Recently, a Bengali lecturer of an English course in a
private university was unable to translate “Nogorayan” - a Bengali word that
stands for “urbanization” - in a class when a student asked her for help. The
teacher proudly said that she could not translate the word, since she was more
familiar with English, had forgotten many Bengali words and felt more at home
This is a common scenario for Bangladeshis, from lecturers to rickshaw drivers;
they feel proud to learn English and wish to forget their mother language of
Bangla. Even though these people dream in Bangla, think in Bangla and have
their inner growth and imagination begin and end in Bangla, they still want to
deny its existence. Some feel sad that their mother tongue was not English by
birth; they feel cursed instead of blessed by the Bangla language.
The triumph of English and and the belittling of the mother tongue of Bangla in
tragic. The mushrooming growth of English-speaking schools recalls colonization
to mind, where the education system controlled by the colonial powers
propagated and institutionalized English.
In British India, the colonial forces tried their best to learn the native
Indian languages, but found it really hard to master the more than 29 spoken
languages present in India.
They found it was easier to have the Indian people learn English instead.
While prominent Christian missionary William Carry was translating Bible into
Bangla and Baptist missionaries Joshua Marshman, William Ward and John Clark
Marshman were mastering Bangla and publishing the first Bangla newspaper, the
Samachar Darpan, the colonial forces were projecting and propagating their
racist and imperialist tool, using English to set up the empire for the future
by getting the best minds of India through "brain drain" and by
controlling their language. The politics of language were also practiced by the
Pakistani government, when it forced Urdu as the official language upon the
people of then East Pakistan, which is today Bangladesh.
When the colonial forces were kicked out from the Indian subcontinent, the
nation needed to slowly make reforms in the use of language and counter the
negative impact of having English as the primary and formal language used at
the administrative level. In 1935, Calcutta
University took the initiative and
introduced Bangla as the language of education together with English. In Bangladesh,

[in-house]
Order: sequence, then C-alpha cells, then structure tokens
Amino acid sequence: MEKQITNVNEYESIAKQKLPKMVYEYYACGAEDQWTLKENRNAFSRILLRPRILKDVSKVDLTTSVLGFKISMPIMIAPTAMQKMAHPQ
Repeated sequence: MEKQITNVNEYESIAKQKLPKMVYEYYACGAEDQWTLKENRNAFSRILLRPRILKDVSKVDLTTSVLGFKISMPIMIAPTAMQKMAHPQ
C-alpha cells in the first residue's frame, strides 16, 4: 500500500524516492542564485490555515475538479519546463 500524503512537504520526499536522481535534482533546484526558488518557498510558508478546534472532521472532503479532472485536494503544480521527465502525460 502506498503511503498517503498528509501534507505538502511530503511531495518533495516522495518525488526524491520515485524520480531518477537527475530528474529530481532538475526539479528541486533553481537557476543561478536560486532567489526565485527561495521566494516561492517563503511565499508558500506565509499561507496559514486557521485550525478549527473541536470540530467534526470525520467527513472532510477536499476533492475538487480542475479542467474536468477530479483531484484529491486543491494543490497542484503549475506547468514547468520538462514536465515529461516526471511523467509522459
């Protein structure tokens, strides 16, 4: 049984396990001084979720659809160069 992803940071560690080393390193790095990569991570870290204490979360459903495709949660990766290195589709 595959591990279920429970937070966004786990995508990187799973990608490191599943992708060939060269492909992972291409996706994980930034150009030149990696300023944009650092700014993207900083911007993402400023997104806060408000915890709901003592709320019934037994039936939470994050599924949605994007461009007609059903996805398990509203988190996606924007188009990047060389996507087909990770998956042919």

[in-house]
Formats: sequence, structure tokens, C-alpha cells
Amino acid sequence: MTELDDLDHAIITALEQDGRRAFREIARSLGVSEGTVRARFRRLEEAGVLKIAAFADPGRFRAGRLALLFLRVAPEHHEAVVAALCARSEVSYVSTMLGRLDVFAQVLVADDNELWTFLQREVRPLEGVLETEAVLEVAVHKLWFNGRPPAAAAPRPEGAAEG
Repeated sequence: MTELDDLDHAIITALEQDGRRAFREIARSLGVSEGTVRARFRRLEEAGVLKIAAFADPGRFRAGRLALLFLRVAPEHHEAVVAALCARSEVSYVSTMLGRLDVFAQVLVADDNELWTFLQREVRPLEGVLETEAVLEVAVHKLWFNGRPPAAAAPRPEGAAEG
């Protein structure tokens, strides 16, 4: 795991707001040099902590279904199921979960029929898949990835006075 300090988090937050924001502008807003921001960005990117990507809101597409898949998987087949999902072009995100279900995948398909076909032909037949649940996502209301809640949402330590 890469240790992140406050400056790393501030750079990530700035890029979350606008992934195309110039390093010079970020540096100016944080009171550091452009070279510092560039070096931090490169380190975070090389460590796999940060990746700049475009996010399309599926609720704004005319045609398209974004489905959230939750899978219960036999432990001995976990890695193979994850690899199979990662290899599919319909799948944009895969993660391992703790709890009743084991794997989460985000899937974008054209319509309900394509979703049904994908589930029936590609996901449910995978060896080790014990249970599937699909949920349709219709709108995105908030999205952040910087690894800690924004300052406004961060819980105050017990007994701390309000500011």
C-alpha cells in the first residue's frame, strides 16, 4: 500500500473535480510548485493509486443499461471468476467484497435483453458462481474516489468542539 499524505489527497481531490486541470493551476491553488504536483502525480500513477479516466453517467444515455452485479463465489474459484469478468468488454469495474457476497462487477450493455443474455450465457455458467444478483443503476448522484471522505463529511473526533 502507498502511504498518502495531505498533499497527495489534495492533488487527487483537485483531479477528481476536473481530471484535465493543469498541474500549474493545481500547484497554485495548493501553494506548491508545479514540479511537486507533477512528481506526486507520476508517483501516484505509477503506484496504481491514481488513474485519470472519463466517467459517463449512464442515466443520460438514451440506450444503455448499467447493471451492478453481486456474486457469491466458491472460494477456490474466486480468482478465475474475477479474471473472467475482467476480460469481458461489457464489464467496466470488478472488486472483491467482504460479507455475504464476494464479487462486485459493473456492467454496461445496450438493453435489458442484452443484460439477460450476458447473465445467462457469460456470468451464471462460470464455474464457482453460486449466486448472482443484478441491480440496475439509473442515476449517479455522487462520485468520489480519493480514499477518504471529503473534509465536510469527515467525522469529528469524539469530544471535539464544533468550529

the use of Bangla at the college level started in the 1960s. This system
continues on the Indian subcontinent.
After its independence from Pakistan,
the government of Bangladesh
made the decision to replace English with Bangla at the administrative level,
but after the death of Sheikh Mujib, this process came to a halt and English
continued to be the primary language. The process was continued when Hussain
Muhammad Ershad introduced the Bangla Procholon Aeen, or Bangla Implementation
Act, of 1987.
The scenario has changed in Bangladesh.
At different administrative levels, Bangla is the official language. But,
although the lower courts carry out their activities in Bangla, English remain
influential since many of the judges in the high courts and Supreme Court give
their verdicts in English.
The influence of English is even greater in the areas of science and
technology, for the sake of higher education. Major problems include the fact
that there are not enough books in Bangla to teach with and that most of the
books and references are in English or other languages.
Everyone is obviously not learning English because they like English or
Shakespeare or Elizabeth Bishop, etc. They are learning it because the English
language has established itself as the language of the world. The English
language has an influential history. It started its journey as a West Germanic
language in the early 5th century A.D. and, gradually, with the growth of
British Empire, it spread beyond the British Isles; by
the late nineteenth century, it had become the first global “lingua franca”.
From the Roman invasion of England
by Julius Caesar in 55 B.C. to any aggression against other countries, the
English language was often a tool of imperialist politics. Nowadays, English is
used as the official language in 53 countries and 300 to 400 million people use
English as their primary language all around the world. Many religious and
state entities have patronized English.
On Feb. 21, 1952, several people were killed by police as thousands protested
for their right to use the Bangla language. Rabindranath Tagore, given the name
Gurudev, and other Bengalis have given the Bangla language a place of honor in
the world. If we Bangla-speaking people can focus on Bangla, the rest of the
world be in our hands; many "Gurudevs" will shine before the world. Then,
the imperialist politics of English will collapse.
William Nicholas Gomes is a human rights activist and
freelance journalist.He can be reached at E-mail:email@example.com